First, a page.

• Judith is looking for samples and talent when she reads unsolicited submissions more than just the pure idea. Her advice for email approaches is: "Go small on the sell and big on the introduction".
  • James' pet peeve is when screenwriters say "the script is finished" in their intro email. Invite collaboration, acknowledge that it's not your role to say when it's finished.
  • If you're not a collaborator, don't become a screenwriter. Become a novelist. As a screenwriter, you have to be open.
  • Don't be too precious and defensive when you get notes. A really bad re-writer will sabotage their own career.
  • At the same time, there's nothing more frustrating than someone who just lies down and takes your notes. As producers, we don't want to write the script. It's up to you as the screenwriter to decide which notes are good - and which ones are merely working as flags to point out there is a problem but no one knows what exactly or what do about it. No one except you.
  • Keep it short.
  • Most common for James is reading 10 - 20 pages and not knowing who the main character is or what's going on.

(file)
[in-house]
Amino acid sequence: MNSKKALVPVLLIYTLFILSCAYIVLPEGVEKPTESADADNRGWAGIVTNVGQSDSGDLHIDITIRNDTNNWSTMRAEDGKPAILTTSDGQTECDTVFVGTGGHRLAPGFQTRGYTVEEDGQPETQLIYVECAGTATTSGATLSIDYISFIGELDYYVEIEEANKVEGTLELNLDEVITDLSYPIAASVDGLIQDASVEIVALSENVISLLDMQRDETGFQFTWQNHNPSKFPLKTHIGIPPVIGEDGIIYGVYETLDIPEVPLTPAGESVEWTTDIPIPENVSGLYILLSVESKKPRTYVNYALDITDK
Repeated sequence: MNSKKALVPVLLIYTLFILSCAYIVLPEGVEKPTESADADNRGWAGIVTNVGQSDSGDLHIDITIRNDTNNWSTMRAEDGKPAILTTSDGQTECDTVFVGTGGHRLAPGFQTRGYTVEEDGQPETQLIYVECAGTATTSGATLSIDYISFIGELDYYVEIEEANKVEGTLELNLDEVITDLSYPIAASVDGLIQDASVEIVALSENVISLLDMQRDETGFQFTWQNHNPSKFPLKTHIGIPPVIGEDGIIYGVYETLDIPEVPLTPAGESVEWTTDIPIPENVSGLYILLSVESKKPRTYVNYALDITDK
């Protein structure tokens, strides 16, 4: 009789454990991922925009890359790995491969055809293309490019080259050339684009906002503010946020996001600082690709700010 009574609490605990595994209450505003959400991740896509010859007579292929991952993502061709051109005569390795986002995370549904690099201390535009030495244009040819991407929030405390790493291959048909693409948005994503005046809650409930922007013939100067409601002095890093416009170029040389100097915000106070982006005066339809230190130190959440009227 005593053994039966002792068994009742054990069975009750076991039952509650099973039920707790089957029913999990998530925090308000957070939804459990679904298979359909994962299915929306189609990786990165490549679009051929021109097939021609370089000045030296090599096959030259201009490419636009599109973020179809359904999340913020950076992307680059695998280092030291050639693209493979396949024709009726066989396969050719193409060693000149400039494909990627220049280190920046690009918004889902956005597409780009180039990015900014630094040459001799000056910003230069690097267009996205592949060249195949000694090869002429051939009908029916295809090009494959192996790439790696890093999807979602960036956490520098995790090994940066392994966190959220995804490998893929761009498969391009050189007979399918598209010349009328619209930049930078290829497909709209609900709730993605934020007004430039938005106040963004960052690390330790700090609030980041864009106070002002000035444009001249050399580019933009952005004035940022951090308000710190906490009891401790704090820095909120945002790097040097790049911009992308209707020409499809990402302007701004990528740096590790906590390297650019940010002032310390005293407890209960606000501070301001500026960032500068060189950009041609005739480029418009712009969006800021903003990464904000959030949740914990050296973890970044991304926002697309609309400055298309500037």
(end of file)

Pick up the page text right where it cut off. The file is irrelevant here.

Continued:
• How you begin is the most important thing.
  • Structure: You have to learn the rules and then not use them when you write. Structure is very important, but you need to find your own structure and that is not always the same as the models taught in script classes and books.
  • You don't have to like a character, but you have to be intrigued or interested. My personal take on this frequent note given to writers is that what is really needed is that we are able to understand the character. For example, if the main character is a serial killer we will follow their story happily if you put us in the shoes of the serial killer - make us understand why they act the way they do, even if it's for hedonism or power or from anger etc. Make a coherent character we can relate to - and often the fact that we can relate to that will glue us to the screen in morbid fascination at our own darkness. This is why Walter White from Breaking Bad works so well - we can understand how a guy who is sick and tired of being under-appreciated and poor could make some dubious choices and we can follow every step of his evolution into a monster. Every step seems so logical - and the result is mesmerising.